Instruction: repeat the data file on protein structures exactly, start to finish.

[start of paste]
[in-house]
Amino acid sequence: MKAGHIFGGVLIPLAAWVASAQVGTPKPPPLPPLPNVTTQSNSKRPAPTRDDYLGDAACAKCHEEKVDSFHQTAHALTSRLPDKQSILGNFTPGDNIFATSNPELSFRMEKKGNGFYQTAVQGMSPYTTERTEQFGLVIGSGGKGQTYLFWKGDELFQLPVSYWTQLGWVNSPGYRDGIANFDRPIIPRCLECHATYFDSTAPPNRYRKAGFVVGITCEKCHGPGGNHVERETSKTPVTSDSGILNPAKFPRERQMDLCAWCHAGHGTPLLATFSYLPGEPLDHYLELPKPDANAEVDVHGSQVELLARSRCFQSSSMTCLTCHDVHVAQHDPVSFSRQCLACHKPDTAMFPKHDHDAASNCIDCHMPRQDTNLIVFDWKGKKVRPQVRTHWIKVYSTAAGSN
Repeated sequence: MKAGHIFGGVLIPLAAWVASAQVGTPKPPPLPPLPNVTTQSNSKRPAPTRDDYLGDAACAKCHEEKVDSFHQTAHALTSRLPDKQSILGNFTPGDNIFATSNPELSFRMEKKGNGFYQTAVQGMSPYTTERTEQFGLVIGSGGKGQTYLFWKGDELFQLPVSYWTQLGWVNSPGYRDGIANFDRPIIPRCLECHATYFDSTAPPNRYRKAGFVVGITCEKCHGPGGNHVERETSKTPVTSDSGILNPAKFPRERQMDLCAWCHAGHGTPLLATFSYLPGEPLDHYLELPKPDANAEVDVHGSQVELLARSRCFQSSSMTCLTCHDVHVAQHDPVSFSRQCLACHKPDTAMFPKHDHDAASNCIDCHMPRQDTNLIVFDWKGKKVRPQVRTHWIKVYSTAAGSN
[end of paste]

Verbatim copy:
[in-house]
Amino acid sequence: MKAGHIFGGVLIPLAAWVASAQVGTPKPPPLPPLPNVTTQSNSKRPAPTRDDYLGDAACAKCHEEKVDSFHQTAHALTSRLPDKQSILGNFTPGDNIFATSNPELSFRMEKKGNGFYQTAVQGMSPYTTERTEQFGLVIGSGGKGQTYLFWKGDELFQLPVSYWTQLGWVNSPGYRDGIANFDRPIIPRCLECHATYFDSTAPPNRYRKAGFVVGITCEKCHGPGGNHVERETSKTPVTSDSGILNPAKFPRERQMDLCAWCHAGHGTPLLATFSYLPGEPLDHYLELPKPDANAEVDVHGSQVELLARSRCFQSSSMTCLTCHDVHVAQHDPVSFSRQCLACHKPDTAMFPKHDHDAASNCIDCHMPRQDTNLIVFDWKGKKVRPQVRTHWIKVYSTAAGSN
Repeated sequence: MKAGHIFGGVLIPLAAWVASAQVGTPKPPPLPPLPNVTTQSNSKRPAPTRDDYLGDAACAKCHEEKVDSFHQTAHALTSRLPDKQSILGNFTPGDNIFATSNPELSFRMEKKGNGFYQTAVQGMSPYTTERTEQFGLVIGSGGKGQTYLFWKGDELFQLPVSYWTQLGWVNSPGYRDGIANFDRPIIPRCLECHATYFDSTAPPNRYRKAGFVVGITCEKCHGPGGNHVERETSKTPVTSDSGILNPAKFPRERQMDLCAWCHAGHGTPLLATFSYLPGEPLDHYLELPKPDANAEVDVHGSQVELLARSRCFQSSSMTCLTCHDVHVAQHDPVSFSRQCLACHKPDTAMFPKHDHDAASNCIDCHMPRQDTNLIVFDWKGKKVRPQVRTHWIKVYSTAAGSN